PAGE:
4. Discussion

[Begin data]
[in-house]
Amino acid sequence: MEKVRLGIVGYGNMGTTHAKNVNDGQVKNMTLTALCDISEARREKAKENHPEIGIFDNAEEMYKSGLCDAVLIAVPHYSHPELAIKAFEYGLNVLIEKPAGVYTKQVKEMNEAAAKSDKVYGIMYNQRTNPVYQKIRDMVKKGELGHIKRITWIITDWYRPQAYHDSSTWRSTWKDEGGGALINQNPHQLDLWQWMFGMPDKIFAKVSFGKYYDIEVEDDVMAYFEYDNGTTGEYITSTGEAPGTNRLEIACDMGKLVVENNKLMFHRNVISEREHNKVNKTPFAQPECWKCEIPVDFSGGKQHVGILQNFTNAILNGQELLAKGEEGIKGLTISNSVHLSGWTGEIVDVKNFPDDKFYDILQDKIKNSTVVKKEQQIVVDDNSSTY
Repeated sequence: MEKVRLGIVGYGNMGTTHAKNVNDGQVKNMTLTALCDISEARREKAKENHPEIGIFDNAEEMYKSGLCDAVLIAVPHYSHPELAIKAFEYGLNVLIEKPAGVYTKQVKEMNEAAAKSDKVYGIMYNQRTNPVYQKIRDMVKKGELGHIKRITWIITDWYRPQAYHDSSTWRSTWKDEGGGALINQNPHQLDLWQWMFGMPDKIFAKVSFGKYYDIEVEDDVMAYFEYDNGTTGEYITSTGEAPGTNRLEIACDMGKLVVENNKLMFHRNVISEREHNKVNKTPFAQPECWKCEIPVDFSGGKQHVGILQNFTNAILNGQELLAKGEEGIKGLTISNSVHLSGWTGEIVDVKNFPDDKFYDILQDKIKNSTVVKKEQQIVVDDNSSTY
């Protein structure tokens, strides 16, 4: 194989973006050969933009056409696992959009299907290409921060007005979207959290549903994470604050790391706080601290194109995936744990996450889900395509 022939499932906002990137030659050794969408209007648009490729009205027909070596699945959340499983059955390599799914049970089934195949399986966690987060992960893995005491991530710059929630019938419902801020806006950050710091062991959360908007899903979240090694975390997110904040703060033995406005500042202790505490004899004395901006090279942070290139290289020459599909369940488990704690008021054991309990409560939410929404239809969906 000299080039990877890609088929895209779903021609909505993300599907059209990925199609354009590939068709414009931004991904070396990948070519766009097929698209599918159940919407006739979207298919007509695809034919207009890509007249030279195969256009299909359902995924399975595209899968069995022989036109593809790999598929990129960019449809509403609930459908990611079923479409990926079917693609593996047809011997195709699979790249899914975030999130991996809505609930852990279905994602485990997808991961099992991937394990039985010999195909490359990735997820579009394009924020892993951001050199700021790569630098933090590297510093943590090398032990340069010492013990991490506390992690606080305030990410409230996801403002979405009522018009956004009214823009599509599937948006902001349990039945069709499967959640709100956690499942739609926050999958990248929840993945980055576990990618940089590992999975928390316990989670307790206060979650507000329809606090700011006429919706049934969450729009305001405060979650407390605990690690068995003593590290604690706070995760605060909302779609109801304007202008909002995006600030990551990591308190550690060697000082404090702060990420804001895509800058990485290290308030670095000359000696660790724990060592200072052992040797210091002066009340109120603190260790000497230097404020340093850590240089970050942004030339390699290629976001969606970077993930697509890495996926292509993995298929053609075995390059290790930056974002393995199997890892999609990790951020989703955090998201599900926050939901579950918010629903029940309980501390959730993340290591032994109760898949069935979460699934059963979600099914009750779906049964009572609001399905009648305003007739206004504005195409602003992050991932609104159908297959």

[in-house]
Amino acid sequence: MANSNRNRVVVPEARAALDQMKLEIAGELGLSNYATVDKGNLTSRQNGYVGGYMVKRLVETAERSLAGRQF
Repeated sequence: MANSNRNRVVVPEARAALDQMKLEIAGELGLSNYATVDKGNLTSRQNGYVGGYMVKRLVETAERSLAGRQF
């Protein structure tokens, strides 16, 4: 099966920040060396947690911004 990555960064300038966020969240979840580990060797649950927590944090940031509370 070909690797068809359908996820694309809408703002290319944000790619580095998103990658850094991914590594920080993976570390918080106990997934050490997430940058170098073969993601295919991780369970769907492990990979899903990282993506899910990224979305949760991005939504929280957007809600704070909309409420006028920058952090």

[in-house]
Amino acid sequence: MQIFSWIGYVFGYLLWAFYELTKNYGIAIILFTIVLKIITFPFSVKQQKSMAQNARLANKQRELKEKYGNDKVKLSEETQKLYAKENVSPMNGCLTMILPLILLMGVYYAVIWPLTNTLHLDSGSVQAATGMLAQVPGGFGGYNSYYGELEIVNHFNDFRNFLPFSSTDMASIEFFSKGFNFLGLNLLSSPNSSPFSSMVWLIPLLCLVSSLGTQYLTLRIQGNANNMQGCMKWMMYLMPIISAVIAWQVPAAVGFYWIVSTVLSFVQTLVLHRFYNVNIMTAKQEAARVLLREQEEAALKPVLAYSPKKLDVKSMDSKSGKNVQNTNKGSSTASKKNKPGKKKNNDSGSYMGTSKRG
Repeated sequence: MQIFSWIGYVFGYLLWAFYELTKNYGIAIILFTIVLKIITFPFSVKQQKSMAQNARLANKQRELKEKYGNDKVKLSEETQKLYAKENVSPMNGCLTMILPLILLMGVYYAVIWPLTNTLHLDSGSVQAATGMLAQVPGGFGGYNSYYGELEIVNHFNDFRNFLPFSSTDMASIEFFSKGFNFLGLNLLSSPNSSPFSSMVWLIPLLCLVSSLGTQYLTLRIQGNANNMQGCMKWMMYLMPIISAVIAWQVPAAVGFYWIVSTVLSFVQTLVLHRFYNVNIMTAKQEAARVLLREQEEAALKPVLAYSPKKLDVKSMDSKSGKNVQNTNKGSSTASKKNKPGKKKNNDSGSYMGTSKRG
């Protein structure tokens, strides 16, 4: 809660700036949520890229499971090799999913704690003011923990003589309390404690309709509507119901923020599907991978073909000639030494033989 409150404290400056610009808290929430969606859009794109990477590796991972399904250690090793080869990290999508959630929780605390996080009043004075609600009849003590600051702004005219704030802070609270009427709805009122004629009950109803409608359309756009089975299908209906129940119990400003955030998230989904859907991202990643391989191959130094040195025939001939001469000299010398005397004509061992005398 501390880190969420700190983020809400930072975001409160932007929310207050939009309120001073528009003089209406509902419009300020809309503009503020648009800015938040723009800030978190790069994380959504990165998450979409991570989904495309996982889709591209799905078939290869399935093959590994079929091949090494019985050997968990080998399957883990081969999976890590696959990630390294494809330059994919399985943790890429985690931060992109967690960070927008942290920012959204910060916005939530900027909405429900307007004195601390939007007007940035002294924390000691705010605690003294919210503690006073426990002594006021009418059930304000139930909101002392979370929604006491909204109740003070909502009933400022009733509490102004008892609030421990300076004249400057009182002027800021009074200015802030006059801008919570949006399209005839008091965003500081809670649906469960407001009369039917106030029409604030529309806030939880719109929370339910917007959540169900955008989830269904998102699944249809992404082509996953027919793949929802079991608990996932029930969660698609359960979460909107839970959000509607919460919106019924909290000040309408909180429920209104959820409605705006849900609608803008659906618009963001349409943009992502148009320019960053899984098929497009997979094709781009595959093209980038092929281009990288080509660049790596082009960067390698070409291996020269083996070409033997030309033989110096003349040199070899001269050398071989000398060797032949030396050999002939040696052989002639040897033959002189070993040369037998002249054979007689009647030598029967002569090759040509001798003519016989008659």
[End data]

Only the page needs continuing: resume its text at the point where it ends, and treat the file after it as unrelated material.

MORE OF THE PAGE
In this paper, we examined the PK profile and oral bioavailability of CM. While there has been much research devoted to understanding the uptake of CM into muscle cells and to explore the effects of CM on exercise and performance, few studies have examined the oral bioavailability of CM supplements. There is an assumption that creatine supplements, of which CM is the most widely used, are completely absorbed from the gastrointestinal tract. This assumption is based on the very early studies of Chanutin and colleagues [20], and more recent studies of Deldicque et al. [15], in which low doses of CM (two grams) were given orally to healthy individuals and the resulting levels of creatine in tissue and the increase of excreted creatinine was used to assess the bioavailability of CM. Both studies claimed a complete absorption of orally administered creatine on the basis of increased creatine in blood and tissue and the absence of creatine or creatinine observed in fecal samples. However, this approach assumes any creatinine observed in the urine reflects systemically absorbed creatine and neglects to account for potential creatine utilization by the bacterial flora in the gastrointestinal tract [21]. In addition, potential issues such as gastric degradation, site dependent intestinal absorption and incomplete dissolution of creatine solid dosage forms, outlined by McCall and Persky [22], are all likely to result in less than complete absorption of creatine from the gastrointestinal tract.